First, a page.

A bangle bracelet of geometric design alternating semi-circular plaques applied with black enamel, each set with a large step-cut aquamarine, accented by pavé-set diamond panels; mounted in platinum and 18-karat white gold, French assay marks; with the original fitted case

  • 4 step-cut aquamarines, total weighing approximately 100 carats
  • 232 old European-cut and single-cut diamonds, total weighing approximately 12 carats
  • Signed Jean Fouquet, with maker’s marks for Georges Fouquet, fitted case signed G Fouquet 6, rue Royale Paris
  • Accompanied by original drawing stamped Jean Fouquet, Paris, and dated 1926
  • Measurements: 2  1/2 × 2 1/2 inches

Additional cataloguing


  • Benton, Charlotte, et. al. Art Deco: 1910–1939. New York: Bulfinch Press, 2003, p. 280.



Maison Fouquet was founded in Paris in 1862 by Alphonse Fouquet, who exhibited jewelry inspired by sphinxes and chimeras at the 1878 Exposition Universelle in Paris. In 1895, he was succeeded by his son, Georges, a designer and shrewd businessman respected among his peers and a commander of the Légion d’Honneur. At the turn of the century, graphic designer Alphonse Mucha created imaginative jewels for the company. Jean Fouquet joined the family rm in 1920, designing avant-garde jewelry based on rectilinear precepts. After the rm closed in February 1936, he worked on commissions for private clients.



During the Art Deco period of the early 1910s to late 1930s emerged a movement that stripped away unnecessary decoration, implemented simple forms, and found inspiration in the modern machine. is new avant-garde movement attracted a select group of artists known as the bijoutiers-artistes, or artist-jewelers, who focused on a modern aesthetic rather than material value. A group of artists, including artist-jewelers Raymond Templier, Jean Dunand, Jean Després, Gerard Sandoz, and Georges and Jean Fouquet formed the Union des Artistes Modernes as a reaction to the prevailing artistic movements of the times. A chief proponent of this movement, Jean Fouquet was a purist who believed in excellent workmanship and having his designs consistently reecting his aesthetic.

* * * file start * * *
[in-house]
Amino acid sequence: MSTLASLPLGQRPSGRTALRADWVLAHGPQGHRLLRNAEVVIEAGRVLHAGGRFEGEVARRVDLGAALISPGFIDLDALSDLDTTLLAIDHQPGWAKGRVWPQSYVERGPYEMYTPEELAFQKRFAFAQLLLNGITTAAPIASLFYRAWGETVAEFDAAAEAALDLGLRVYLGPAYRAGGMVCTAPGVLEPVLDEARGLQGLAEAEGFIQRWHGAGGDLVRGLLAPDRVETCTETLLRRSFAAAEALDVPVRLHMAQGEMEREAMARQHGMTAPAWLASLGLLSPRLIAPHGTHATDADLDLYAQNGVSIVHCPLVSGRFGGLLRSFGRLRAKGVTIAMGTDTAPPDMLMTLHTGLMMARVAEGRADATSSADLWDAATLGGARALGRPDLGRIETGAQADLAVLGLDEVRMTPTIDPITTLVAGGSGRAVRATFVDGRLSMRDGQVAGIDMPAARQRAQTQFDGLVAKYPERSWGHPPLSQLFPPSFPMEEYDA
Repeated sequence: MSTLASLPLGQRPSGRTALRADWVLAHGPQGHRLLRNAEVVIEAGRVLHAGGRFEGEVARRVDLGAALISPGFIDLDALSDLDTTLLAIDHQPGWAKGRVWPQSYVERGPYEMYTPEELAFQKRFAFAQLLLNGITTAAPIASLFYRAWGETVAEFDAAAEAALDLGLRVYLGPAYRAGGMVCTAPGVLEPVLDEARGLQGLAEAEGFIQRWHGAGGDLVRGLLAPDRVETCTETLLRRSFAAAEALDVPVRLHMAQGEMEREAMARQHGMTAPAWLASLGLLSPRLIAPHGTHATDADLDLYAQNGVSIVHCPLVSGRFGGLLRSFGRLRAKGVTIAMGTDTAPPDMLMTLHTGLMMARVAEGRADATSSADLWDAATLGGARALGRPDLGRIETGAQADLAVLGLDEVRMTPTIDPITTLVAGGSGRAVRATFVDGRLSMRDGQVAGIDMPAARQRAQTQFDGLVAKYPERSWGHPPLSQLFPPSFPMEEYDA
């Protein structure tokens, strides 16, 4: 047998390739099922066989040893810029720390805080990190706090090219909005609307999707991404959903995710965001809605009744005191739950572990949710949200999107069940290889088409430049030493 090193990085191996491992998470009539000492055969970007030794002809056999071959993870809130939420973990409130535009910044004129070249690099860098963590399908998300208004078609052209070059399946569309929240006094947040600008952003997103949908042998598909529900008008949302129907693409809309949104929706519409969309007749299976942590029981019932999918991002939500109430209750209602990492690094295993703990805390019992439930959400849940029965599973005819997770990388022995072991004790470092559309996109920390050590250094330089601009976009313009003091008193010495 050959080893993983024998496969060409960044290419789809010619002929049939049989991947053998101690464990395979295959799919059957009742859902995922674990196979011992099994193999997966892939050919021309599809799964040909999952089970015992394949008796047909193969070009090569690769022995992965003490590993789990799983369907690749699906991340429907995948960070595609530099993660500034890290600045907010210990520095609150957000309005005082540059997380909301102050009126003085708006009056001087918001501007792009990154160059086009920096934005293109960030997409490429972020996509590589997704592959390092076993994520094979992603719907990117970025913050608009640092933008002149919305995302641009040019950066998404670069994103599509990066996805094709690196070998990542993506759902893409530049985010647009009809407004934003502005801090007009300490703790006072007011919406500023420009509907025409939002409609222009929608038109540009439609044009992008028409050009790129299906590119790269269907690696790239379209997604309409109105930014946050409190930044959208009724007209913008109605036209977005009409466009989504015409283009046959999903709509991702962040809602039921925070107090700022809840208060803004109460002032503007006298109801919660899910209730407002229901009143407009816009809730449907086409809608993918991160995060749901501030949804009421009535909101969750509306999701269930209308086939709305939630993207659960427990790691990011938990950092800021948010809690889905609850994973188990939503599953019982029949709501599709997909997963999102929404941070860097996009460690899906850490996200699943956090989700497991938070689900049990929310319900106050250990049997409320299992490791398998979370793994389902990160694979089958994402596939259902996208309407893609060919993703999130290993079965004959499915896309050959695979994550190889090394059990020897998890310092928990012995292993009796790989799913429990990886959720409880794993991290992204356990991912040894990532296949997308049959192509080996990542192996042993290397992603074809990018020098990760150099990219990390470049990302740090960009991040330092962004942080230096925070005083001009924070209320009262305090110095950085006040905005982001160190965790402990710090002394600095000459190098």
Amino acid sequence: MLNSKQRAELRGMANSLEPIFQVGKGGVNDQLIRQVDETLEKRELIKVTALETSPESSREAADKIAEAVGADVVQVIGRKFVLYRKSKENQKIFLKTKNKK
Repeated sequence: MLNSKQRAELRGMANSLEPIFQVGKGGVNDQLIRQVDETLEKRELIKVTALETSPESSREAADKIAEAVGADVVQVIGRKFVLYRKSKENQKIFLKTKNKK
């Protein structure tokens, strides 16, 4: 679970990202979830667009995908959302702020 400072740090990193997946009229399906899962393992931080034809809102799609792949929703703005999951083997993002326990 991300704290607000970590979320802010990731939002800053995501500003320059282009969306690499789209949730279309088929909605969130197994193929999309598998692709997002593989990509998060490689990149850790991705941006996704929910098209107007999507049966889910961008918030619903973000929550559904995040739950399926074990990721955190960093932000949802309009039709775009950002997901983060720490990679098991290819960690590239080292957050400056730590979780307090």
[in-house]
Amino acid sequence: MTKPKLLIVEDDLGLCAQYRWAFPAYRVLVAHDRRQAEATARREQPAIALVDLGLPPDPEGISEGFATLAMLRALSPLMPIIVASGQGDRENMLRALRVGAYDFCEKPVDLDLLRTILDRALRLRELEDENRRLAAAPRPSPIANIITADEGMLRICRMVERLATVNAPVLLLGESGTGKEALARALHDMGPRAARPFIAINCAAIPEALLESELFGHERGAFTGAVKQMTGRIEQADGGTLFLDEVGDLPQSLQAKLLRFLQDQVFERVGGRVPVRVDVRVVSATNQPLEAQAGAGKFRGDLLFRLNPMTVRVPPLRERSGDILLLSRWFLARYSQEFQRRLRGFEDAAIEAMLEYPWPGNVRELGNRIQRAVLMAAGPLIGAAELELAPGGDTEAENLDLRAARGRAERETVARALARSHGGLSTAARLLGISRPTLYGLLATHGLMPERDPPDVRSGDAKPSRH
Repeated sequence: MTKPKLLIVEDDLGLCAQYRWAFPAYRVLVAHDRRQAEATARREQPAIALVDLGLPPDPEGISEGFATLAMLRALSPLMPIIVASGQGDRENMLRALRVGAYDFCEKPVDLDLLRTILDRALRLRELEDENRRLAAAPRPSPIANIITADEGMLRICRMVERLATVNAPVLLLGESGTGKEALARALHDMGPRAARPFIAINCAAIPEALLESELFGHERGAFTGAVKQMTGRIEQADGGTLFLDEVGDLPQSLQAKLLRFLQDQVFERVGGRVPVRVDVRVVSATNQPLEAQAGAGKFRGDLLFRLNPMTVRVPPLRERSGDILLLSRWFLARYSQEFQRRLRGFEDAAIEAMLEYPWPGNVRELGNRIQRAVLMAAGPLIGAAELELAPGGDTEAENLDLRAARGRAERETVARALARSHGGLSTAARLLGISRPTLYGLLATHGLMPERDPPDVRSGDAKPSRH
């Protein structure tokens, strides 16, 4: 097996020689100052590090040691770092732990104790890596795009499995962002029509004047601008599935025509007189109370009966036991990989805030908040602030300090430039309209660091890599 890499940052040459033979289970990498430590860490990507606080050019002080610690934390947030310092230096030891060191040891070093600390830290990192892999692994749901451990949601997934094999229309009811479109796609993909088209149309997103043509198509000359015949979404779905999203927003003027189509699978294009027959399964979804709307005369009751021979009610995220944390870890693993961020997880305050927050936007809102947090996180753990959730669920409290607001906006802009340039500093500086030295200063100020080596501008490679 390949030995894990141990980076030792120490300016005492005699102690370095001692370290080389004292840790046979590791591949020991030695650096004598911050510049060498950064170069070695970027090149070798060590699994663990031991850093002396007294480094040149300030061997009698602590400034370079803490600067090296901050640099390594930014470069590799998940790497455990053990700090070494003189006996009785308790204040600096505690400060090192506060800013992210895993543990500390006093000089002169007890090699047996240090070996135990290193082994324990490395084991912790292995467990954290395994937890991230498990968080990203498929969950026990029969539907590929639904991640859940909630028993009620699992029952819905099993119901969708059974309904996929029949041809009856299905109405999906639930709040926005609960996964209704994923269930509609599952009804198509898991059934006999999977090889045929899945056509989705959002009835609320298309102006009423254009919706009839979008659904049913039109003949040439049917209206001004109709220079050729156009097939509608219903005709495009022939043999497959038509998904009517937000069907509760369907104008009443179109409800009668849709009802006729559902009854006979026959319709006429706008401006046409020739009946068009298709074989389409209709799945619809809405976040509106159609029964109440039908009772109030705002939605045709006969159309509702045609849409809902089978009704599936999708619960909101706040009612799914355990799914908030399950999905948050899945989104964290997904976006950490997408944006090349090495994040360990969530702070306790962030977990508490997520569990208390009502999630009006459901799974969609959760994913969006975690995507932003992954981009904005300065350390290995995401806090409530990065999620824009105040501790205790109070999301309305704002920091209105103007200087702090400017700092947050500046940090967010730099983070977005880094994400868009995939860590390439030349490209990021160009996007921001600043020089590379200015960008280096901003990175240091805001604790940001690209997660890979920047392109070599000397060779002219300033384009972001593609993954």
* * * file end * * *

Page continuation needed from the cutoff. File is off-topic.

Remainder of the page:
This bracelet is a perfect blend of Fouquet’s modern taste with the pristine excellence of ne jewelry. Fouquet, who preferred using semi-precious stones, cleverly combined unusual materials together with the use of large step-cut aquamarines within a ground of geometric enamel sections, then accented by bands of pavé-set diamonds that appear to be woven into the enamel pieces. e large surfaces of black enamel bring uidity to the bracelet connecting the various gemstones and geometric shapes in this superbly designed bold jewel.

Jean Fouquet’s audacious and innovative designs for his father were created only for a short time from 1925 to 1931. is bracelet, designed in 1926 just after the 1925 Exposition Internationale des Arts Décoratifs et Industriels Modernes, is a seminal work of Art Deco design, complete with the original drawing and the original case. Fouquet was inspired by the form of the cu bracelet and its ability to be seen from afar, he once said, “A piece of jewelry must be composed of masses clearly visible from a distance.” He explained, “Objects glimpsed at top speed become distorted and we can only perceive them by their volume . . . Today we have become accustomed to reading quickly.” is bracelet leaves a striking impression upon the viewer and is an exceptional example of abstract sculpture. e piece is made even more incredible when worn on the wrist. is magnicent bracelet embodies the avant-garde spirit of Art Deco design.

e original drawing accompanies the bracelet, stamped Jean Fouquet, Paris, and dated 1926.

The front view of the bracelet shows the strong geometry of the piece.